Experts say getting the unvaccinated their first shots remains the top priority, and the panel wrestled with whether the booster debate was distracting from that goal. Biden stressed that the administration’s focus remained on getting people to get their first shots and that he intended to keep rolling out “vaccination requirements wherever I can.”
“The refusal to get vaccinated have cost all of us,” the president said. “It is not hyperbole: it is literally a tragedy. Don’t let it be your tragedy.”
All three of the Covid-19 vaccines used in the US are still highly protective against severe illness, hospitalization and death, even with the spread of the extra-contagious delta variant. But only about 182 million Americans are fully vaccinated, or just 55% of the population.
“We can give boosters to people, but that’s not really the answer to this pandemic,” said Dr. Helen Keipp Talbot of Vanderbilt University. “Hospitals are full because people are not vaccinated. We are declining care to people who deserve care because we are full of unvaccinated Covid-positive patients.”
Thursday’s decision represented a dramatic scaling back of the Biden administration plan announced last month to dispense boosters to nearly everyone to shore up their protection. Late Wednesday, the Food and Drug Administration, like the CDC panel, signed off on Pfizer boosters for a much narrower slice of the population than the White House envisioned.
The booster plan marks an important shift in the nation’s vaccination drive. Britain and Israel are already giving a third round of shots over strong objections from the World Health Organization that poor countries don’t have enough for their initial doses.
Walensky opened Thursday’s meeting by stressing that vaccinating the unvaccinated remains the top goal “here in America and around the world.”
Walensky acknowledged that the data on who really needs a booster right away “are not perfect.” “Yet collectively they form a picture for us,” she said, “and they are what we have in this moment to make a decision about the next stage in this pandemic.”
The CDC panel stressed that its recommendations will be changed if new evidence shows more people need a booster.
The CDC advisers expressed concern over the millions of Americans who received Moderna or Johnson & Johnson shots early in the vaccine rollout. The government still hasn’t considered boosters for those brands and has no data on whether it is safe or effective to mix-and-match and give those people a Pfizer shot.
“I just don’t understand how later this afternoon we can say to people 65 and older, ‘You’re at risk for severe illness and death, but only half of you can protect yourselves right now,’” said Dr. Sarah Long of Drexel University.
About 26 million Americans got their last Pfizer dose at least six months ago, about half of whom are 65 or older. It’s not clear how many more would meet the CDC panel’s booster qualifications.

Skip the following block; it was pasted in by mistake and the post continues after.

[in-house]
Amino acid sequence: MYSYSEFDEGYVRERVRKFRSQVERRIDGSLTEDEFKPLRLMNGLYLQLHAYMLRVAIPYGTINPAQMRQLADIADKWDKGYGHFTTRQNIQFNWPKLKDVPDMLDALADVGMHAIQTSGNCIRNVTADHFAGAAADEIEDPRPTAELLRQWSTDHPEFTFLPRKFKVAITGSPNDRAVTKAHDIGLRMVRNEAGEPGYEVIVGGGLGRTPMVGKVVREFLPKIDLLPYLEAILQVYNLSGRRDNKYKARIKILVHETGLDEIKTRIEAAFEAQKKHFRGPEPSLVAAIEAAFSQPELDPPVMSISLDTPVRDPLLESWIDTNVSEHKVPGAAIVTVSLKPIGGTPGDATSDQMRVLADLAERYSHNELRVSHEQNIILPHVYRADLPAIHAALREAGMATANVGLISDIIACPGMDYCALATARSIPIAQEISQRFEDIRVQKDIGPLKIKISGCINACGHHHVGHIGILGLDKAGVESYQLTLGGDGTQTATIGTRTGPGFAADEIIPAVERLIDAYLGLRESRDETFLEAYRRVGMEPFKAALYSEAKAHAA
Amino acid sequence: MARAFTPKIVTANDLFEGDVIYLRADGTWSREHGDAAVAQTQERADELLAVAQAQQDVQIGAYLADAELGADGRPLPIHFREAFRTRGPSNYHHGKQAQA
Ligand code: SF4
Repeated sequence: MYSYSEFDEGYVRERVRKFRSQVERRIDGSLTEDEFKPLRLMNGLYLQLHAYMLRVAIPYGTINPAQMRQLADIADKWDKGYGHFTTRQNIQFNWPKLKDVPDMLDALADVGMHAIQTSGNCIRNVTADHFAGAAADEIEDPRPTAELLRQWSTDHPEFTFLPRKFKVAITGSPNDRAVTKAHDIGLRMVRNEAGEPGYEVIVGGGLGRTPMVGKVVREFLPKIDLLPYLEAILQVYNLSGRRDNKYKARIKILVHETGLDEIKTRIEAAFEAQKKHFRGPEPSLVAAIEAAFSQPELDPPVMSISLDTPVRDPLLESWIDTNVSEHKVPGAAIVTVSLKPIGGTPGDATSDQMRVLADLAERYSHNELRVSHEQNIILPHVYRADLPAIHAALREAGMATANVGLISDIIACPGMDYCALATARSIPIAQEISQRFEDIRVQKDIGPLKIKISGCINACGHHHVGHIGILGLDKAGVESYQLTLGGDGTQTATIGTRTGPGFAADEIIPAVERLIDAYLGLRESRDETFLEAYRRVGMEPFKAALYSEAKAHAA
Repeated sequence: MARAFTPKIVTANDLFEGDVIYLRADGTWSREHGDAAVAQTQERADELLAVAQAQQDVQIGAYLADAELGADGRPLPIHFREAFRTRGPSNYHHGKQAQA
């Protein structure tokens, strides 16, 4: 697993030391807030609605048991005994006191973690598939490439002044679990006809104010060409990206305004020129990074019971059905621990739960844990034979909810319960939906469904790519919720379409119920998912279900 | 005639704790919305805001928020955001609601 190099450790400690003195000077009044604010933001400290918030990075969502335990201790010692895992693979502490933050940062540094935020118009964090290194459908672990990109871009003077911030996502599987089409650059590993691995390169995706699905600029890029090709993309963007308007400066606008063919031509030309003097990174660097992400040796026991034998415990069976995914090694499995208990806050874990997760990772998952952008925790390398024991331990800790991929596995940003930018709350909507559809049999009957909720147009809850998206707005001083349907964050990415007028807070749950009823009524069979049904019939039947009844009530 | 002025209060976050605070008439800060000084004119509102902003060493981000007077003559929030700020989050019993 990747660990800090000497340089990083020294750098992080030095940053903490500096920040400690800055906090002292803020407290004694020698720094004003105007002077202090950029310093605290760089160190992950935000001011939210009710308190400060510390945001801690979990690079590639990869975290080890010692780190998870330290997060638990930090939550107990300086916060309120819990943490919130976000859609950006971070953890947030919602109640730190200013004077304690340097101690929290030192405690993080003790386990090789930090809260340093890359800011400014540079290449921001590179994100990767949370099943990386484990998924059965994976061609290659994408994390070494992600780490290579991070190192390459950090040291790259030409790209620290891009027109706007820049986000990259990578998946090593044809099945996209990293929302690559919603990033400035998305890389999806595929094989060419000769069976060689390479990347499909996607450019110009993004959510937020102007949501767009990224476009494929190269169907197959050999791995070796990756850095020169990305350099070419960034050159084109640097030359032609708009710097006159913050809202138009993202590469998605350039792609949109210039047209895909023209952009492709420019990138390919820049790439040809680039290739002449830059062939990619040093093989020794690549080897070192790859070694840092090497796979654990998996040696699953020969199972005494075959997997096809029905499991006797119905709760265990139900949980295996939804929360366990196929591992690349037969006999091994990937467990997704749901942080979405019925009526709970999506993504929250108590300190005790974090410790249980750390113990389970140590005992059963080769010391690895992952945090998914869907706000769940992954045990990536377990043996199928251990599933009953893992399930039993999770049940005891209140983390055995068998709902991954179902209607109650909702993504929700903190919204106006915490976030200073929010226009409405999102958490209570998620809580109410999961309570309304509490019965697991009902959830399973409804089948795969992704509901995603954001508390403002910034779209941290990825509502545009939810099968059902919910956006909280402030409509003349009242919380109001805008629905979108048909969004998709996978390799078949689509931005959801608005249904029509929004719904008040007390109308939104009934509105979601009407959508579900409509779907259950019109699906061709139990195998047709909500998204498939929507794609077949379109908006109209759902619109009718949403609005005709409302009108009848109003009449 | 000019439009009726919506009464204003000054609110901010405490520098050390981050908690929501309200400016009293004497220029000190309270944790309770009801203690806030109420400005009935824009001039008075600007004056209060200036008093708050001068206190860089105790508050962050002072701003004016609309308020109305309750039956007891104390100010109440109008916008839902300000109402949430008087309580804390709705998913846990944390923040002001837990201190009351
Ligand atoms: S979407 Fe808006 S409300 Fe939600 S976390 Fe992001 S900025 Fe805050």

CDC data show the vaccines still offer strong protection against serious illness for all ages, but there is a slight drop among the oldest adults. And immunity against milder infection appears to be waning months after people’s initial immunization.
For most people, if you’re not in a group recommended for a booster, “it’s really because we think you’re well-protected,” said Dr. Matthew Daley of Kaiser Permanente Colorado.
Public health experts not involved in Thursday’s decision said it is unlikely people seeking third doses at a drugstore or other site will be required to prove they qualify.
Even with the introduction of boosters, someone who has gotten just the first two doses would still be considered fully vaccinated, according to the CDC’s Dr. Kathleen Dooling. That is an important question to people in parts of the country where you need to show proof of vaccination to eat in a restaurant or enter other places of business.
Among people who stand to benefit from a booster, there are few risks, the CDC concluded. Serious side effects from the first two Pfizer doses are exceedingly rare, including heart inflammation that sometimes occurs in younger men. Data from Israel, which has given nearly 3 million people — mostly 60 and older — a third Pfizer dose, has uncovered no red flags.
The U.S. has already authorized third doses of the Pfizer and Moderna vaccines for certain people with weakened immune systems, such as cancer patients and transplant recipients. Other Americans, healthy or not, have managed to get boosters, in some cases simply by asking.

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B.C. records seven COVID-related deaths, 80% of those eligible fully vaccinated – News 1130



VANCOUVER (NEWS 1130) – Seven more British Columbians have died due to COVID-19 in the past 24 hours, as Fraser Health once again recorded the most new cases in the province.

A total of 743 new infections were recorded on Friday, including 292 in Fraser Health and 177 in Interior Health. Vancouver Coastal Health recorded 111 cases and Northern Health saw 106. Island health recorded the remaining 57 cases.

Four of the latest deaths were within the Fraser Health Authority, while Interior Health, Northern Health, and Island Health recorded one each.

The Fraser Health region also has the most active cases, with 2,029 of the 5,979 province-wide.

Related articles: Province begins crack-down on businesses that ignore vaccine card enforcement

The province says 319 COVID-19 patients are in the hospital, including 149 in the ICU.

Earlier Friday, the health ministry issued a statement, confirming all COVID-19 patients who are hospitalized are counted in the daily totals once they enter the facility, but are removed from the total even if they remain hospitalized but are no longer infectious.